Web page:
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MIddle Space Thinking

A common challenge for many rigid, anxious, and distracted kids is the tendency to be All or Nothing thinkers. This can be experienced in many ways – with their emotions, social experiences, rules, and with tasks. When you constantly live in a place of All or Nothing and Right or Wrong – it can be easy to become hyper-focused on perfectionism and rigid expectations of external experiences become the norm.

The first step towards changing any behavior is becoming aware of current behavior and then examining what other responses exist outside of our usual response map. For our sensory kids, this means exploring the space between All and Nothing – the Middle Space.


Here’s an example of a simple map to help visualize and work through the new THINKING IN THE MIDDLE SPACE options. Before a known All or Nothing experience, sit down and fill out the 3 different ways that the situation could be handled through the All Lens, the Nothing Lens, and most importantly the MIDDLE Lens. This Middle Space will often have several options to explore, options that might not naturally occur to our sensory kids. Once you explore a few of these All or Nothing experiences through the Middle Thinking lens, you can try to practice them in real life situations. This helps our sensory kids have a visual map of Middle Space responses and also give us parents a map to help guide our sensory kids through a situation with verbal prompts around these new Middle Space alternatives.


* Paper and markers or word processor.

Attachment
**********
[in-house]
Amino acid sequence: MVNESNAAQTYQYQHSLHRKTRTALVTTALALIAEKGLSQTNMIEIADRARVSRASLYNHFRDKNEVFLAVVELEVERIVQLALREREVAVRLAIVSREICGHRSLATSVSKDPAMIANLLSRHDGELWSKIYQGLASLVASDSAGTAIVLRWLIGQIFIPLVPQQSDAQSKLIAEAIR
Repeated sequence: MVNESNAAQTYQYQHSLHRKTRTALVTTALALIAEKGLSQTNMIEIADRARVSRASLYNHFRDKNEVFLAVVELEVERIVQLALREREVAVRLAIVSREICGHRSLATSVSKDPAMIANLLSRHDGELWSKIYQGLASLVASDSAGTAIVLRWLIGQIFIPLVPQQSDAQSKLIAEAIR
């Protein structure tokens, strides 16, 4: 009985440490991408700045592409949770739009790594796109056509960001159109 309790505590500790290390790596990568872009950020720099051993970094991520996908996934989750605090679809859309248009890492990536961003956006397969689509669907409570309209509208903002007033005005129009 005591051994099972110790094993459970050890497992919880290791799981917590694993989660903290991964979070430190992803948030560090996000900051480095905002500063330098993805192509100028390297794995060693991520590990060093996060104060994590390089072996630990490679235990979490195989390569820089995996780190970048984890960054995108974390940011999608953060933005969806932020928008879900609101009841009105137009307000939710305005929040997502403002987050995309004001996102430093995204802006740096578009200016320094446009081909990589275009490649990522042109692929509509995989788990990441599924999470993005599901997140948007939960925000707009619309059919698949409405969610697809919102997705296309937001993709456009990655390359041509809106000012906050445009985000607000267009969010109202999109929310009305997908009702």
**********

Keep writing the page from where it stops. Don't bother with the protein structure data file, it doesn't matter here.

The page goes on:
* Pictures or images that represent All, Nothing, and Middle.

* Picture Images Options: Take your own pictures of your real life tasks, pictures from magazines, stock photos, or image software like Boardmaker – , Picture Exchange Communication System – ,Do 2 Learn (can sign-up for an annual membership on Do 2 Learn!) – , or Smarty Symbols Image Club (monthly membership) –

* Can laminate and use a dry-erase marker for easy re-use.

* Could also make a simple, on-the fly visual using a notepad.

By creating a simple visual to help sensory kids make space between the All and the Nothing, they can begin to experience Thinking in the Middle. By helping them observe current behaviors and identify new ways of moving through an experience, we are helping them building new response habits. This is Sensory Organizing and this is meeting our sensory kids whenre they are today.  Simple changes for more peaceful and empowered days ~

Team Nice

Our MOST important job as the parents of sensory children is our job from the sidelines. We are the lead Cheerleaders for Team Nice and it’s a big role. Here are the Top 5 Team Nice Cheers:


We know the world is overwhelming to you. You often manage big feelings that don’t make sense and a body that doesn’t always do what you want it to do so when you show up each and everyday, that’s already a Big Win.


We know that simple things can often be harder for you. We witness how hard you work each and every day to show up and learn despite many external challenges. We are amazed by your effort.